Tuesday, March 18, 2008


I've mentioned before that I love punctuation. I wasn't kidding. I love it. I fell hard for semi-colons in college. I've had many a tryst with dashes. I sometimes sneak around with commas. My affair with punctuation got to the point where, in college, one of my professors put my name on their syllabus as an editing resource. (No, she didn't ask beforehand. Fun. Fun. Fun.)

However, due to the significant intellectual atrophy I've experienced since graduating a very, very long time ago, I've lost some of my understanding of punctuation but certainly not my affection for it.

One of my favorite symbols is the ampersand. Purely for the aesthetics. Whenever I download a new font, the first thing I do is investigate its ampersand. Is it fat? Is it swirly? If a font's ampersand is attractive, it skews my feelings about that font in general; I'll use it more often.

Additionally, I appreciate that the ampersand isn't just a pretty face. It's unique in that it has a history; its genesis was due to an combination of "and, per se and," making its way to the current symbol we personalize in our handwriting and fall for in fonts.

As I write this, I look at what’s on the page so far and see that for talking about punctuation, I've said quite a bit. Thing is, I could write you one lengthy treatise on punctuation—how I love that U.K. punctuation is different than ours—how my nerves vibrate with fury when I see flagrant “’s" (apostrophe s) errors in a professionally produced document or sign—how I delight in massaging a document by manipulating its punctuation—how I want to wring my brother-in-law's neck when he tries to correct me on something I know is an accurate usage—how punctuation is more than rules; it can be a tool for creativity—how intriguing it is that some people (my mom, my sister Whit) can intuitively punctuate as compared to people who comma splice with abandon. But all that would bore most. So I won't go into it. Suffice it to say that when I read a document, the punctuation generally jumps out at me as powerfully as the words do.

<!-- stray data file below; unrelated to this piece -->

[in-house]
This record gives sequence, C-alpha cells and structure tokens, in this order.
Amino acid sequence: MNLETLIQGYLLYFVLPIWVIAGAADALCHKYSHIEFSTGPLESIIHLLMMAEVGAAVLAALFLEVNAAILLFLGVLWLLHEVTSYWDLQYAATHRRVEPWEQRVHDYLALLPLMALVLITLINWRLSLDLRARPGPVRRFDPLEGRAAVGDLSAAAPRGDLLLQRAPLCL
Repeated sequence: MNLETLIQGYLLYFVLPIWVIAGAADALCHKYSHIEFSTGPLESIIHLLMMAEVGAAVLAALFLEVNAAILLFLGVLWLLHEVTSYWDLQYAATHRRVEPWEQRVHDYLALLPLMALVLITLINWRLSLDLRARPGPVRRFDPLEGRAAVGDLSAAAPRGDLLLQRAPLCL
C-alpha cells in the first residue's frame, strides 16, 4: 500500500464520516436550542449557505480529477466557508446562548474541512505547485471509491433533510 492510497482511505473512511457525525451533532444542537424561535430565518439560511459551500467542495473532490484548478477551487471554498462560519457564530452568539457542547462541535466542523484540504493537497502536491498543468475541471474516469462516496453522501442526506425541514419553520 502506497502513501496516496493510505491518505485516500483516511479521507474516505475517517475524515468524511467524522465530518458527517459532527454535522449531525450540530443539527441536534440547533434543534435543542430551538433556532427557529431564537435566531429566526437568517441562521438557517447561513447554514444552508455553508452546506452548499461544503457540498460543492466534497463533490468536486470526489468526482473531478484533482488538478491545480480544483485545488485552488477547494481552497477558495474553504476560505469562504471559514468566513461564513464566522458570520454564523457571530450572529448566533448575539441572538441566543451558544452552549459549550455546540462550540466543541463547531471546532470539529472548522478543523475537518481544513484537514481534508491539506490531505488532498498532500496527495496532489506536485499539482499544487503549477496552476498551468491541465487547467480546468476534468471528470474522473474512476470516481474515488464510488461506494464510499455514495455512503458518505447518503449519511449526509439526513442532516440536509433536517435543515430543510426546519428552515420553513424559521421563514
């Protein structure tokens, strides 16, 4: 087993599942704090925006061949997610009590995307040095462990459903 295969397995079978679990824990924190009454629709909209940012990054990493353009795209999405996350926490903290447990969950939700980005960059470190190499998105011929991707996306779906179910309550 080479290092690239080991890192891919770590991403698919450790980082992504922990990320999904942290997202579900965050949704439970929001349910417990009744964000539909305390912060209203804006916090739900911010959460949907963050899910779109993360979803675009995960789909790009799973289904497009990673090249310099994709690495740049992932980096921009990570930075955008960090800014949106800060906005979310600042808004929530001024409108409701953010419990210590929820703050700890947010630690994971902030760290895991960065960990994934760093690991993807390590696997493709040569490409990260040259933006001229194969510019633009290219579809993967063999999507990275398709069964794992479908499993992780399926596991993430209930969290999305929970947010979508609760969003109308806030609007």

You may think I'm addled and that punctuation marks as a whole are just a bunch of cumbersome symbols that make writing more complicated, but such is not the case. Punctuation can alter meaning in a sentence, can make a paragraph more visually appealing, and if you know how to use it, punctuation can add personality to what you're writing. What's not thrilling about that?


Sue said...

Thanks - for the, um, ah, really nice: COMPLIMENT!

Megan said...

Oh what a sense of humor my mommy has! Such a quick wit, Sue.

C. Jane Kendrick said...

Though I have no love for punctuation, I too can appreciate a good ampersand. You are right, "the ampersand isn't just a pretty face." And thanks for the brief ampersand history. Now I know.

whitneyingram said...

Riveting, absolutely riveting. I am glad I can punctuate to your satisfaction.

cat+tadd=sam said...

And this is exactly why I keep my blogs full of pictures, rather than writing. So as not to offend you.

Allison said...

Shouldn't it be "...by manipulating ITS punctuation"?

Megan said...

Al, what would I do without folks like you catching my typos and overlookeds?

Fixed. Thanks.